I did my first float last night and wanted to describe in detail what that experience was like for me. First, let me start by discussing what floating is and how I got interested in the first place. I have been listening to a lot of podcasts over the years and the term floating comes up quite a bit. Float tanks are sensory reduction tanks in which you climb into a pod (or something similar) that has 12 inches of water and 1200 lbs. of Epsom salt. The idea is that you float on your back and feel completely weightless as though you are floating in space. It is typically dark and quiet to let your mind and body completely relax. I will back up a little bit more for a moment. Years ago my doctor had mentioned that when my joints and body were really stiff, sore and swollen that taking baths with Epsom salt would be beneficial since Epsom is so good for arthritic pain. The caveat is that all that salt is not necessarily great for septic systems so I used this technique when my body really needed. The idea that these tanks have 1200 lbs. of Epsom salt make them wonderful for pain in general, back pain, neck pain, joint pain, muscle soreness and other types of pain.
I did some research and found a place near my home to try out a tank. They have pods or a room. Last night was my first visit but won’t be my last. I was in a pod and will try a room next time. My experience starts with a lovely couple at the front desk that are more than welcoming and really take time with me since this is my first visit. There is a short video you watch and waiver to sign. They explain to me that I can choose a light color and music track. I have also thought that you enter these things in the pitch black and complete silence. They explain that I can turn this all off but for the first visit I may want light, music, or both. They take me to my room and inside the room is a shower, pod and filtration system. They explain that I will need to shower first to ensure that I do not have any makeup, location, perfume or anything else on my body or hair and the I climb into the pod.
There is a huge lid that I closed when I climb in and the pod is big enough to sit up in so it is not like a tanning bed which I originally had thought. I pull the lid down and lie back. I instantly start to float and try to relax. My body did not relax at first and felt my neck and back tighten up as though I had to keep myself a float instead of just letting go and letting the water hold me. If you have ever tried to totally relax in a savanssana yoga pose it is very difficult and this was too. I turned off the light and music and realize it was pitch black and completely silent. I got a little un-easy so I turned on the music but left the light off. You are in there for 90 minutes but obviously you have no idea how long you have been in there until the voice tells you that your float is complete. I did eventually start to relax and even dosed off for a brief moment but I don’t think I could actually sleep in the pod. At some moment in my float my body felt cold and I got distracted so I tried to warm back up but instead decided to cut my float short and jump in the hot shower. I turned back on my light and sat up in the pod. I did some stretches then climbed out to a hot shower. As it turns out I only cut my float short by 5 minutes so for 85 minutes things were comfortable and relaxing.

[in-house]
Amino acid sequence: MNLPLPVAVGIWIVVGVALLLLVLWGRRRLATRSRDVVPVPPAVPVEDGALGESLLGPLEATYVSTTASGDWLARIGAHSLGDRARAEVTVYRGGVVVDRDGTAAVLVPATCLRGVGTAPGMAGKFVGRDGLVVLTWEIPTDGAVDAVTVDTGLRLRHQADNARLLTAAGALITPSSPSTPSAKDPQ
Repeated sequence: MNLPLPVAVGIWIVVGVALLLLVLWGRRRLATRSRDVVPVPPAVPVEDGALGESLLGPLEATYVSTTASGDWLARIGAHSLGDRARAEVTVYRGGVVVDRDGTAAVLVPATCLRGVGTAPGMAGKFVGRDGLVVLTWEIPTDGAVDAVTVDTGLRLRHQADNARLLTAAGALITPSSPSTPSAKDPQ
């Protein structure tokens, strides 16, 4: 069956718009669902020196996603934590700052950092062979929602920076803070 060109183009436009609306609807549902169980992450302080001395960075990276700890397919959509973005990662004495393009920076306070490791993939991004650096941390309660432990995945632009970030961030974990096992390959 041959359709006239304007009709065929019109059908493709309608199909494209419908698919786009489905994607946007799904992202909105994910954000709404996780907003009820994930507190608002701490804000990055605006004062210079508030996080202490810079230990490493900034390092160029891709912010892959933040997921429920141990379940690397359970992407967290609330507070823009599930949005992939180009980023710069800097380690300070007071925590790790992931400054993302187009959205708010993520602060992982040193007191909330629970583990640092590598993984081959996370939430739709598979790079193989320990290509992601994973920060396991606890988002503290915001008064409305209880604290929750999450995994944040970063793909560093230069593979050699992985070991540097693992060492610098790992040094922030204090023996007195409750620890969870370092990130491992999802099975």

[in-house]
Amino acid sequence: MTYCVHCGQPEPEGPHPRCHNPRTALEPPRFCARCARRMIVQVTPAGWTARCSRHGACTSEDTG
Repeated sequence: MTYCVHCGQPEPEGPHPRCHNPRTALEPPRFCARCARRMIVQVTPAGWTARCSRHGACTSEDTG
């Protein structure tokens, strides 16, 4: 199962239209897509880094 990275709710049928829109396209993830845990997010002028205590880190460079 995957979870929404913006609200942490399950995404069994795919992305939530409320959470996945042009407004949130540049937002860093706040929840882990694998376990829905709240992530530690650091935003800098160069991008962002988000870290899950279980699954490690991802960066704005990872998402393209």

I explained to the couple that I got cold and they said they would make a note on my account for a little warmer water and also suggested that I try the room next time since it stays a little warmer naturally. Also, I’ll be careful next time to not take a warm shower but try and endure a cold shower so the water will feel warmer as well. My body runs cold and with my Raynaud’s I really don’t like feeling cold, but I did like the experience enough to try it again and see how I do.
When I went in my hips and lower back were very sore. I have been limping just slightly due to hip pain I have encountered since our move. I think hauling heavy boxes, walking lots of stairs and not being able to really rest and relax have caused my body pain and fatigue. When I left the float place my body felt great and I slept really well. I woke up this morning feeling really good as well, and then headed out for my walk. By the time I had finished my walk, my hips were hurting again and I had that slight limp. I need to watch this and try and fix it and just perhaps floating, massage, yoga and general rest are just what I need.
As some of you have read previously I have started Cellcept, a new medication for MCTD and Lupus to help change the course of the disease instead of dealing with individual symptoms. I have been on it now for 8 weeks and I feel pretty good. Other than my flare at day 300 my body feels strong. I am dealing with some life stuff so I am feeling more tired than normal but my body feels good and my exercise routine is normal. As I was talking with my doctor he kept referring to my Lupus and for 13 years I have always considered myself to have MCTD. Over the years I have done extensive research on both MCTD and Lupus. My symptoms fall more in the MCTD range but apparently my blood work indicates more of a Lupus profile. My internal organs are not affected as of right now and I do not have any skin rashes, lesions, or discoloration. I do have severe Raynauds and my fingers continue to be thick, puffy, and swollen every day. My joints feel ok and I take extra care with my small joints in weight training and yoga. I do have an indicator for Polymyositis. This is the first reading that has ever come back high for me and it does cause me some concern. Polymyositis is a rare inflammatory disease that causes muscle weakness. Although there is no cure for this disease there are treatments for managing it. Usually in the form of medication or physical therapy. My plan is to have a few more tests done stretched over 12 months so I have several readings at different times in my life and decide if this is something to be concerned with or was this a fluke or is there something else going on. Either way I am not in denial but I want to make sure I understand what my body is telling me. I enjoy physical therapy very much but decided to stop going nearly a year ago and perhaps that is a beneficial part of my management. I also have not had time to meet with my trainer so I believe there are things I can do and try before any medication is introduced into my routine. I am not opposed to medications but only when I have exhausted all other options.
This news has caused concern for my husband and rightly so, but I have not felt that same concern. I do have feelings of the unknown but let’s be honest when anyone is dealing with any disease, illness or issue every day is unknown. I am vigilant about my health and that won’t change it just means I need to do new research, figure out what Polymyositis means to me and do I really have it.